February 11 marks the 169th birthday of Thomas Edison. Known for holding over 1,000 patents, Edison’s work left a huge impact on the world. He helped usher in the era of electric light and gave the world a way to capture both sound and motion pictures. There are those who believe that Edison was a ruthless businessman, his iconic image more myth than reality, and that many of his great ideas should in fact be attributed to others. So what is the truth? The library offers several interesting items that explore different perspectives on Edison and the stories behind his many creations.
Readers interested in Edison’s many inventions may want to check out Leonard DeGraaf’s book, “Edison and the Rise of Innovation.” DeGraaf serves as the archivist for the Thomas Edison National Historical Park and draws from the collection he oversees to give readers an image-filled guide to Edison’s life and work. From photos of Edison’s workplace in Menlo Park, to drawings and diagrams of his many creations, DeGraaf illustrates the broad scope of Edison’s creativity. Continue reading “Getting to Know Thomas Edison”
In honor of Black History Month, here are some newer titles that explore the varied experience of being black in America, some from historical perspectives and others from a contemporary point of view.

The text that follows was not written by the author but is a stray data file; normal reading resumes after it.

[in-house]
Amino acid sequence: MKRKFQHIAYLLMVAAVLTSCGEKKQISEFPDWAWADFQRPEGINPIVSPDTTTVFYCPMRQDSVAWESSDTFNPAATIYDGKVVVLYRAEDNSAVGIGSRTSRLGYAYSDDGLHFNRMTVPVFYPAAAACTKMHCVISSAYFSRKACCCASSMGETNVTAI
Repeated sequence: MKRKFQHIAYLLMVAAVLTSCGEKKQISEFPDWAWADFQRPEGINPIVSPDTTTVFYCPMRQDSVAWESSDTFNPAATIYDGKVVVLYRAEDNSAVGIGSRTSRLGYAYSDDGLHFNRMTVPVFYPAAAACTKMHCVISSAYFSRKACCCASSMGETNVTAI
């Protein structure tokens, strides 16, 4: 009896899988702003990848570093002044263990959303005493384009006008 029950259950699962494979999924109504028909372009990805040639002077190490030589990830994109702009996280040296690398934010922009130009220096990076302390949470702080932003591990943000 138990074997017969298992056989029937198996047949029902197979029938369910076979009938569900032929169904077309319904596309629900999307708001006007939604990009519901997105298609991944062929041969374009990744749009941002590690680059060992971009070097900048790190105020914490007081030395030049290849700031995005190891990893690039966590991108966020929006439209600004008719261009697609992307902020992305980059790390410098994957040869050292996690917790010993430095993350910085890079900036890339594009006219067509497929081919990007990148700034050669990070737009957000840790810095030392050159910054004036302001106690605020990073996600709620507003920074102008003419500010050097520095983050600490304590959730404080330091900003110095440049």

“Brown Girl Dreaming” by Jacqueline Woodson
In vivid poems that reflect the joy of finding her voice through writing stories, an award-winning author shares what it was like to grow up in the 1960s and 1970s in both the North and the South.
“The Family Tree: A Lynching in Georgia, a Legacy of Secrets, and My Search for the Truth” by Karen Branan
A provocative true account of the hanging of four black people by a white lynch mob in 1912 is written by a descendant of the sheriff charged with protecting them and draws on diaries and letters to piece together the events and motives that led up to the tragedy. Continue reading “Books for Black History Month”
My daughter, Samantha, and I joined a mother-daughter book club when she was in fourth grade. The club consisted of the two of us and Samantha’s best friend and her mother. That club lasted until we had to move just before the start of sixth grade. And even though we are now just a club of two, Samantha and I have continued reading books together. We are currently reading “Little Women” by Louisa May Alcott. (Samantha chooses the books even if I offer suggestions.) Continue reading “Mother-Daughter Book Clubs”
Ida Fogle, Library Associate
Midlife crisis? Midlife renewal? However you view this phase of life, middle age is a time of challenge and change.
There are numerous books on the topic, and Sandra Tsing Loh read most of them as she tried to cope with her “year of raging hormones.” Employing caustic wit, she shares her newfound wisdom in “The Madwoman in the Volvo” (W.W. Norton, 2014). Loh had a whopper of a midlife crisis, containing every essential element: affair, divorce, adolescent children, eccentric elderly parents and over-sized emotions. The only thing she found easy was gaining weight. The memoir ends on an encouraging note, however, and along the way Loh provides one of my favorite tips for getting through this difficult time. Eat a snack around four p.m. Continue reading “Literary Links: Midlife Crisis”